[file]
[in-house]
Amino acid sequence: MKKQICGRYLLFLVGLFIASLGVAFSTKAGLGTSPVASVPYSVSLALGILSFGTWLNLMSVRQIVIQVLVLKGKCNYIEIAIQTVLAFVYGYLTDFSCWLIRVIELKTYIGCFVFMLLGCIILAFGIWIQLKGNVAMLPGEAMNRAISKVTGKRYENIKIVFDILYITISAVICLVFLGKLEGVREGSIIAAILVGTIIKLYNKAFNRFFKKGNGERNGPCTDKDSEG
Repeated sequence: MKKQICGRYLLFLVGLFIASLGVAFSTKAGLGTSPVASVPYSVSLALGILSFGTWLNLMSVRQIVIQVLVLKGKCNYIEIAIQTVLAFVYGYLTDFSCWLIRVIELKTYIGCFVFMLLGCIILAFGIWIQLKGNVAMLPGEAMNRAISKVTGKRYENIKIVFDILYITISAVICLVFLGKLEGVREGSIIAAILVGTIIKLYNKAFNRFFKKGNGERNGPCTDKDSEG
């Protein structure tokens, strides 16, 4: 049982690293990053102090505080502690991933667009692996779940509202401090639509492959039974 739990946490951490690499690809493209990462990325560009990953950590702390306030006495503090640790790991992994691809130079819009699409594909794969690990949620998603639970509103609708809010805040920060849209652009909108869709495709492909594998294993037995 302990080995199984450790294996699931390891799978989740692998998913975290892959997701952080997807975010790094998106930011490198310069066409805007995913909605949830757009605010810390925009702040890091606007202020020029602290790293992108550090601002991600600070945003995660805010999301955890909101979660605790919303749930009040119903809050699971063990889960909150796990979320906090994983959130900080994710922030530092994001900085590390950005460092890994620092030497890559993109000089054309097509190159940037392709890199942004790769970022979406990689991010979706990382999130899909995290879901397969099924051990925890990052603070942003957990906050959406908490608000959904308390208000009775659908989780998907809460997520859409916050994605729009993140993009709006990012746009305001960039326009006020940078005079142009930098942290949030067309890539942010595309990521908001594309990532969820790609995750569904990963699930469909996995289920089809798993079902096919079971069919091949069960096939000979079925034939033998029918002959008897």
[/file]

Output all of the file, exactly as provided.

[in-house]
Amino acid sequence: MKKQICGRYLLFLVGLFIASLGVAFSTKAGLGTSPVASVPYSVSLALGILSFGTWLNLMSVRQIVIQVLVLKGKCNYIEIAIQTVLAFVYGYLTDFSCWLIRVIELKTYIGCFVFMLLGCIILAFGIWIQLKGNVAMLPGEAMNRAISKVTGKRYENIKIVFDILYITISAVICLVFLGKLEGVREGSIIAAILVGTIIKLYNKAFNRFFKKGNGERNGPCTDKDSEG
Repeated sequence: MKKQICGRYLLFLVGLFIASLGVAFSTKAGLGTSPVASVPYSVSLALGILSFGTWLNLMSVRQIVIQVLVLKGKCNYIEIAIQTVLAFVYGYLTDFSCWLIRVIELKTYIGCFVFMLLGCIILAFGIWIQLKGNVAMLPGEAMNRAISKVTGKRYENIKIVFDILYITISAVICLVFLGKLEGVREGSIIAAILVGTIIKLYNKAFNRFFKKGNGERNGPCTDKDSEG
């Protein structure tokens, strides 16, 4: 049982690293990053102090505080502690991933667009692996779940509202401090639509492959039974 739990946490951490690499690809493209990462990325560009990953950590702390306030006495503090640790790991992994691809130079819009699409594909794969690990949620998603639970509103609708809010805040920060849209652009909108869709495709492909594998294993037995 302990080995199984450790294996699931390891799978989740692998998913975290892959997701952080997807975010790094998106930011490198310069066409805007995913909605949830757009605010810390925009702040890091606007202020020029602290790293992108550090601002991600600070945003995660805010999301955890909101979660605790919303749930009040119903809050699971063990889960909150796990979320906090994983959130900080994710922030530092994001900085590390950005460092890994620092030497890559993109000089054309097509190159940037392709890199942004790769970022979406990689991010979706990382999130899909995290879901397969099924051990925890990052603070942003957990906050959406908490608000959904308390208000009775659908989780998907809460997520859409916050994605729009993140993009709006990012746009305001960039326009006020940078005079142009930098942290949030067309890539942010595309990521908001594309990532969820790609995750569904990963699930469909996995289920089809798993079902096919079971069919091949069960096939000979079925034939033998029918002959008897």